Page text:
With
Q
1
=
pair
1
+ pair
1

pair
1
· e
∞
(43)
and
Q
2
=
pair
2
− pair
2

pair
2
· e
∞
(44)
we can then directly pick the conformal points Q
1
and
Q
2
out of the point pairs pair
1
and pair
2
.
If (like in subsection 6.2) the second sphere S
2
happens to be only a point (sphere with zero radius),
we can omit the calculation of Q
2
in Equs. (39), (42)
and (44). We simply replace Q
2
= S
2
in Equ. (40).
6.4 Comparison with Welzl’s Bounding
Sphere Algorithm
The iteration of the method suggested in subsection
6.3 (test of inclusion, and if necessary the calcula
tion of the new bounding sphere) results in the ﬁnal
bounding sphere of n points in linear time O(n). The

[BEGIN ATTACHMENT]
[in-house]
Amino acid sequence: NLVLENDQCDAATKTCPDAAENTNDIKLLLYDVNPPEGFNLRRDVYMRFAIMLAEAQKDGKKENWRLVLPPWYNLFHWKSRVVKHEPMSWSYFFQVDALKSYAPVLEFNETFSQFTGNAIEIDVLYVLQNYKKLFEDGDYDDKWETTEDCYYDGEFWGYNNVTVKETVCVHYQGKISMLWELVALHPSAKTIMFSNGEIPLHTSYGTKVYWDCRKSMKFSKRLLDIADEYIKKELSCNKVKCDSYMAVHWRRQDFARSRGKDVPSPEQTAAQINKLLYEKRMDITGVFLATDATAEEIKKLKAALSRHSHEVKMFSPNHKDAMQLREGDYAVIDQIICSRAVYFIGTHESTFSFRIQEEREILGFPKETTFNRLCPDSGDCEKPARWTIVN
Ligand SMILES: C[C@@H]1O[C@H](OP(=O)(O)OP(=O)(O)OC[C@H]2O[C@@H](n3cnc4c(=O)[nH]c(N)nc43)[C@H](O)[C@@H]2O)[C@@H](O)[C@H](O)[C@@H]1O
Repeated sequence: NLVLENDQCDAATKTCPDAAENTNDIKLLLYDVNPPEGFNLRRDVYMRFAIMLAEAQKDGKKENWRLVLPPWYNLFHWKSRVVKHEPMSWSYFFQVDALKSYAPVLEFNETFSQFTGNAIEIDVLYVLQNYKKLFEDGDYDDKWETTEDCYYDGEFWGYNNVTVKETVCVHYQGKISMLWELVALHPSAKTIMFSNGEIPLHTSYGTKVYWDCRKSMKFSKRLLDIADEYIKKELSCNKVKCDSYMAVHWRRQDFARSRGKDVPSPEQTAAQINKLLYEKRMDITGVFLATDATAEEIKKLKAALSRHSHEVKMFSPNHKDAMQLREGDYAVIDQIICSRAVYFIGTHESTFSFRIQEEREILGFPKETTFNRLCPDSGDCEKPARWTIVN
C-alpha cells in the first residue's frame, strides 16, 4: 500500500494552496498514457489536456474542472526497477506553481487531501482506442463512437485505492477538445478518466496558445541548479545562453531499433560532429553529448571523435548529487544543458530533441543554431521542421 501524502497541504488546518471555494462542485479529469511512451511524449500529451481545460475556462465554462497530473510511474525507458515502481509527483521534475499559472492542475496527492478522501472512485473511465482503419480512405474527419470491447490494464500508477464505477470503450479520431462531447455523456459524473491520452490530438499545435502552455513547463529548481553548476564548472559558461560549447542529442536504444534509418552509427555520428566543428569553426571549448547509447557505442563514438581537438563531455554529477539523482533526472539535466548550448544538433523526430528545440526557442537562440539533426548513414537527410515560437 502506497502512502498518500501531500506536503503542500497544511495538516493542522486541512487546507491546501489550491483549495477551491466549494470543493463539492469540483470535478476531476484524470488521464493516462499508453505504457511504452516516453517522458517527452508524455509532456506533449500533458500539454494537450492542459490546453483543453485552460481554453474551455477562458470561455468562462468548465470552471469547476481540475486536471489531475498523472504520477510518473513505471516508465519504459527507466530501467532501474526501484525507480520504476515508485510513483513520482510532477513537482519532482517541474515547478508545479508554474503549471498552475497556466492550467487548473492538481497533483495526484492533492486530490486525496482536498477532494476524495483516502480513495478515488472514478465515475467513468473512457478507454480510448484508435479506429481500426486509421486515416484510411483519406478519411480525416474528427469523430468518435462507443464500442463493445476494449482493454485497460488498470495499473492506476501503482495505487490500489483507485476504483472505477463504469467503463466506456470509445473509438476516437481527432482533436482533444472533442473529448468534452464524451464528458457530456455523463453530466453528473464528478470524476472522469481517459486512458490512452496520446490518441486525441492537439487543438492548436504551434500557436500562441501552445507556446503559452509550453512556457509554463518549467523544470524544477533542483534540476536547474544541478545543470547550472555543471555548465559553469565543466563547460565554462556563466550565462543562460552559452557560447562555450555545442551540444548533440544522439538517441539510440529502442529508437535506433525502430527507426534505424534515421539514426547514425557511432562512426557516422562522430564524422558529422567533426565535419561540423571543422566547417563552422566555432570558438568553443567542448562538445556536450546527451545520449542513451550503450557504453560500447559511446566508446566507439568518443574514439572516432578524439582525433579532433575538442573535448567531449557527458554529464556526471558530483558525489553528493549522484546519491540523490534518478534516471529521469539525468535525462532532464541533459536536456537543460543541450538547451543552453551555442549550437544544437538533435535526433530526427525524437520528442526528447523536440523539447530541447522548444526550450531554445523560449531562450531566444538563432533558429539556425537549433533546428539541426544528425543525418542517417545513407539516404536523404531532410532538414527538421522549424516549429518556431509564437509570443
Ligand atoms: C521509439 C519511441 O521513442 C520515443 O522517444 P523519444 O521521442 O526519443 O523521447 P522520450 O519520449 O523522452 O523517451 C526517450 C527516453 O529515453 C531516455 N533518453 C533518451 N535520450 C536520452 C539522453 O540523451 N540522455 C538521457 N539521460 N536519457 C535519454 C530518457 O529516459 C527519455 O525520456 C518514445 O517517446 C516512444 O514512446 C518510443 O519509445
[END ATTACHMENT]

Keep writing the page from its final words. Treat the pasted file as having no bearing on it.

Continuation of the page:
proposed method is easy to understand and with given
routines for inner and outer products easy to imple
ment. As demonstrated in subsection 6.2 the algo
rithm can be further optimized with Maple. In aver
age Welzl’s algorithm (Welzl, 1991) also runs in as
ymptotically linear time, but the recursion in Welzl’s
algorithm makes it harder to examine and guarantee
the performance time.
7 CONCLUSIONS
We presented a bunch of basics and algorithms ex
pressed in the mathematical framework of conformal
geometric algebra. We are convinced that its easy
handling of geometric objects like spheres, circles or
planes, its easy handling of distances and angles be
tween them as well as its way of ﬁtting and bounding
of geometric objects will provide a promising foun
dation for the analysis of point clouds.
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